Blog: DNA fragmentation is biased
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gravatar for David Langenberger
3.3 years ago by
Deutschland
David Langenberger9.5k wrote:

Cutting DNA into small fragments is a key preparation step for DNA sequencing with NGS technology. To reduce errors and increase reliability of the sequence information, every genomic region should be sequenced several times. This means that several copies of a target DNA have to be cutted in different ways to produce overlapping fragments to ensure an good coverage of the whole region of interest. This approach is based on the general idea that genomic DNA break-points are random and sequence-independent.

But there is a problem... read more

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ADD COMMENTlink modified 3.3 years ago • written 3.3 years ago by David Langenberger9.5k
2

Funny, we were talking about this internally today. It's certainly the case that open vs. closed chromatin will react differently do sonication (or similar) and therefore produce different fragment size distributions due to the same treatment. Given the size selection that occurs during library prep. it "should" then be unsurprising to see regions enriched/depleted accordingly...but it seems that people always conveniently forget that.

Always good to see reminders like this.

ADD REPLYlink written 3.3 years ago by Devon Ryan96k
2

About 3 years ago my lab had planned to do an experiment where DNA was sonicated in such a way that well-sonicated fragments (100-700bp) would be sequenced, and compared to poorly sonicated fragments (10kb+) that underwent an additional step of mild-decrosslinking and re-sonicated to get it to the 100-700bp range. Before I got the go-ahead to do the experiment though, someone else apparently published the answer, and found no difference between the two populations. In essence, while it doesn't make a whole lot of sense to me why these two populations of chromatin would be the same, data is apparently out there that shows that they are :-/

An argument could be made that the type of crosslinking performed (paraformaldehyde, formaldehyde, with/without methanol, only methanol, no fixative at all, etc) is more of a factor than sonication intensity/frequency/duration, at least from the experiments i have done. At Epigenetic conferences, chemists would routinely comment on why the field uses formadehyde derivatives rather than more modern fixatives, but no one was ever particularly interested in doing a study of enrichment for different fixatives, particularly as these questions were frequently, unfortunately, received as "have you considered using [my favourite fixative]", in much the same way questions like "have you looking at [my favourite gene]" often are. I'd be surprised if there isn't something published on this though.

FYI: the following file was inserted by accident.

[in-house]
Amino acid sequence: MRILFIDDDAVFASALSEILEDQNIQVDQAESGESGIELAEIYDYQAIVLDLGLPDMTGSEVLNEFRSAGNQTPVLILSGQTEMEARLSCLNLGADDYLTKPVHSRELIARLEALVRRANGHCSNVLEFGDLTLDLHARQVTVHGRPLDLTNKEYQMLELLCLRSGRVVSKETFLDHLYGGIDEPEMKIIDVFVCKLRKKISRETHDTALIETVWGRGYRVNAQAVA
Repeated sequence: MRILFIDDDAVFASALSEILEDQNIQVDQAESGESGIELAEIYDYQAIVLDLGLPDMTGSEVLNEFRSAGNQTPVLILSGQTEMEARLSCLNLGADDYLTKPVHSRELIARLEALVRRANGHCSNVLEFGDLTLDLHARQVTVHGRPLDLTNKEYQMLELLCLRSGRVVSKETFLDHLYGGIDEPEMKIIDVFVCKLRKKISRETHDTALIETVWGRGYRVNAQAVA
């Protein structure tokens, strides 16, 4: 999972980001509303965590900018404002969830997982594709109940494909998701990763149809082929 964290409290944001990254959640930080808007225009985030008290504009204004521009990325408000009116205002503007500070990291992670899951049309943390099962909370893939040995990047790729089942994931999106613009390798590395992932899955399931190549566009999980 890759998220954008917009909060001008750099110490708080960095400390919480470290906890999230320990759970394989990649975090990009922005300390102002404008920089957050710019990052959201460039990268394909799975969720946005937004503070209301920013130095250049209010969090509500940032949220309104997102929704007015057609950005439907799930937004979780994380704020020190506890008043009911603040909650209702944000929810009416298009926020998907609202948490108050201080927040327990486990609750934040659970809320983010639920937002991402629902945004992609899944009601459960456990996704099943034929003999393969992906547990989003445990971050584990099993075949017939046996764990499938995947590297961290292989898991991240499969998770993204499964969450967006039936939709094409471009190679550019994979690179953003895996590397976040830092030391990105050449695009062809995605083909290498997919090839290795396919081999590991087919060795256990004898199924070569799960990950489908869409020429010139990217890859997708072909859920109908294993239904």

People are much more focused on single-cell now anyway, so it could be another 3 years until this question comes up again :P

ADD REPLYlink written 3.3 years ago by John12k
2

I wouldn't be surprised if more/less aggressive crosslinking will change the answer. This came up internally due to someone noticing that input samples from Encode and DEEP (made using NEXSON) have different profiles around the TSS. Encode input samples show enrichment around the TSS, those made with NEXSON show a mild depletion of signal around the TSS. The thought was that this is due to differences in sonication and fragment size distributions (NEXSON produce 100-800 base fragments while Encode used much much longer fragments). A difference of response to sonication would then lead to the profiles we and others observed.

ADD REPLYlink written 3.3 years ago by Devon Ryan96k
1

Hm, very interesting...

Perhaps take a look at the adipocyte DEEP samples, as these samples underwent almost all the steps of NEXSON (in that Laura sequenced them like all the other DEEP samples, and i sonicated the purified nuclei with something very close to Laura's sonication settings), but purification of nuclei was not done using sonication (the big benefit of NEXSON) but by old-school douncing. If the adipocyte samples are closer to ENCODE than the other DEEP samples, then it would suggest the part of NEXSON that is responsible for this phenomena would be the lysis-by-sonication step, and you can exclude all the factors that were the same between the adipocyte samples and, say, the DEEP hepatocyte samples which were done around the same time with all the same processes. You guys are probably already on top of it though

ADD REPLYlink written 3.3 years ago by John12k

Crosspost on SEQanswers

ADD REPLYlink modified 3.3 years ago • written 3.3 years ago by David Langenberger9.5k
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